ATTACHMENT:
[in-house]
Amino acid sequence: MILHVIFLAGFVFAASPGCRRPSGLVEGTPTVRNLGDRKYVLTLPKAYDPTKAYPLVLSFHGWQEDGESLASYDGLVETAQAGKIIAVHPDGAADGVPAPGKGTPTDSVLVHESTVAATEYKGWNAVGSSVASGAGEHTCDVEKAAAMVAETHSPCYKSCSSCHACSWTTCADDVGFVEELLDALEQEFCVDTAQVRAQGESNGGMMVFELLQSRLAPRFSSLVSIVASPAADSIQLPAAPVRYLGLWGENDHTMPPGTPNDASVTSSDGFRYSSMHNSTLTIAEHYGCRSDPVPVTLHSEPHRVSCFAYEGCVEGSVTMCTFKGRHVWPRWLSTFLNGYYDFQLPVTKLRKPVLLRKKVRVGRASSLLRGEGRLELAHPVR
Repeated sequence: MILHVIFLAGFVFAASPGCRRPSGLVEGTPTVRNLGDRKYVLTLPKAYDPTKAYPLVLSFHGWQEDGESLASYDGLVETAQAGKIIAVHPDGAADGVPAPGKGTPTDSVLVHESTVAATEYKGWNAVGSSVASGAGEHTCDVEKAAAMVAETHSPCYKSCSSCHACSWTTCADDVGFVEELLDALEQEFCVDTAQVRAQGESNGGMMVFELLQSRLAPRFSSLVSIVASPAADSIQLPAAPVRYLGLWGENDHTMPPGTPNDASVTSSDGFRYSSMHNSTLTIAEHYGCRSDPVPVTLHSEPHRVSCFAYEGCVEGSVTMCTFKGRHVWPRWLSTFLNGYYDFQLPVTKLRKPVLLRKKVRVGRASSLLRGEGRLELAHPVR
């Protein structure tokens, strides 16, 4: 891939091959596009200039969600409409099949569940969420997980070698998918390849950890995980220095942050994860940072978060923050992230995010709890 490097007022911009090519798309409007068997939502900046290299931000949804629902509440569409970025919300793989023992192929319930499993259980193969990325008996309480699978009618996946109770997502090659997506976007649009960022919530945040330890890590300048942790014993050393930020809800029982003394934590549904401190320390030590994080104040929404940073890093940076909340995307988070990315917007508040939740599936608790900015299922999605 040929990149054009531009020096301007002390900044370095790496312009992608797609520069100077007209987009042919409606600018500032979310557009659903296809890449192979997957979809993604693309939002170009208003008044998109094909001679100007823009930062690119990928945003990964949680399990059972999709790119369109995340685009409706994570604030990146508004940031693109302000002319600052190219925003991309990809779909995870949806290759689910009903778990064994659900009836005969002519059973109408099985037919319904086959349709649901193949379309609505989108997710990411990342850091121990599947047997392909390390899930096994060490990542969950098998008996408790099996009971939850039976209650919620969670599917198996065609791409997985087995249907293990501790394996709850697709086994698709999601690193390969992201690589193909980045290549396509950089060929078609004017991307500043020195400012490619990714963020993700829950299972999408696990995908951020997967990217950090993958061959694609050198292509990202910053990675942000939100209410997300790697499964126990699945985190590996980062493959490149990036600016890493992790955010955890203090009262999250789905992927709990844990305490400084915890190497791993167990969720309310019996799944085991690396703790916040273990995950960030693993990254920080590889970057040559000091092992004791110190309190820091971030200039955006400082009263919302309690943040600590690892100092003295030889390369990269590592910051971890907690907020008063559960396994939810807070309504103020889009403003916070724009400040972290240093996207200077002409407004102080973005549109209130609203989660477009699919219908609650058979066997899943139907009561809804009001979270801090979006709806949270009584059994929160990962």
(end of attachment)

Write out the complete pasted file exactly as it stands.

[in-house]
Amino acid sequence: MILHVIFLAGFVFAASPGCRRPSGLVEGTPTVRNLGDRKYVLTLPKAYDPTKAYPLVLSFHGWQEDGESLASYDGLVETAQAGKIIAVHPDGAADGVPAPGKGTPTDSVLVHESTVAATEYKGWNAVGSSVASGAGEHTCDVEKAAAMVAETHSPCYKSCSSCHACSWTTCADDVGFVEELLDALEQEFCVDTAQVRAQGESNGGMMVFELLQSRLAPRFSSLVSIVASPAADSIQLPAAPVRYLGLWGENDHTMPPGTPNDASVTSSDGFRYSSMHNSTLTIAEHYGCRSDPVPVTLHSEPHRVSCFAYEGCVEGSVTMCTFKGRHVWPRWLSTFLNGYYDFQLPVTKLRKPVLLRKKVRVGRASSLLRGEGRLELAHPVR
Repeated sequence: MILHVIFLAGFVFAASPGCRRPSGLVEGTPTVRNLGDRKYVLTLPKAYDPTKAYPLVLSFHGWQEDGESLASYDGLVETAQAGKIIAVHPDGAADGVPAPGKGTPTDSVLVHESTVAATEYKGWNAVGSSVASGAGEHTCDVEKAAAMVAETHSPCYKSCSSCHACSWTTCADDVGFVEELLDALEQEFCVDTAQVRAQGESNGGMMVFELLQSRLAPRFSSLVSIVASPAADSIQLPAAPVRYLGLWGENDHTMPPGTPNDASVTSSDGFRYSSMHNSTLTIAEHYGCRSDPVPVTLHSEPHRVSCFAYEGCVEGSVTMCTFKGRHVWPRWLSTFLNGYYDFQLPVTKLRKPVLLRKKVRVGRASSLLRGEGRLELAHPVR
């Protein structure tokens, strides 16, 4: 891939091959596009200039969600409409099949569940969420997980070698998918390849950890995980220095942050994860940072978060923050992230995010709890 490097007022911009090519798309409007068997939502900046290299931000949804629902509440569409970025919300793989023992192929319930499993259980193969990325008996309480699978009618996946109770997502090659997506976007649009960022919530945040330890890590300048942790014993050393930020809800029982003394934590549904401190320390030590994080104040929404940073890093940076909340995307988070990315917007508040939740599936608790900015299922999605 040929990149054009531009020096301007002390900044370095790496312009992608797609520069100077007209987009042919409606600018500032979310557009659903296809890449192979997957979809993604693309939002170009208003008044998109094909001679100007823009930062690119990928945003990964949680399990059972999709790119369109995340685009409706994570604030990146508004940031693109302000002319600052190219925003991309990809779909995870949806290759689910009903778990064994659900009836005969002519059973109408099985037919319904086959349709649901193949379309609505989108997710990411990342850091121990599947047997392909390390899930096994060490990542969950098998008996408790099996009971939850039976209650919620969670599917198996065609791409997985087995249907293990501790394996709850697709086994698709999601690193390969992201690589193909980045290549396509950089060929078609004017991307500043020195400012490619990714963020993700829950299972999408696990995908951020997967990217950090993958061959694609050198292509990202910053990675942000939100209410997300790697499964126990699945985190590996980062493959490149990036600016890493992790955010955890203090009262999250789905992927709990844990305490400084915890190497791993167990969720309310019996799944085991690396703790916040273990995950960030693993990254920080590889970057040559000091092992004791110190309190820091971030200039955006400082009263919302309690943040600590690892100092003295030889390369990269590592910051971890907690907020008063559960396994939810807070309504103020889009403003916070724009400040972290240093996207200077002409407004102080973005549109209130609203989660477009699919219908609650058979066997899943139907009561809804009001979270801090979006709806949270009584059994929160990962």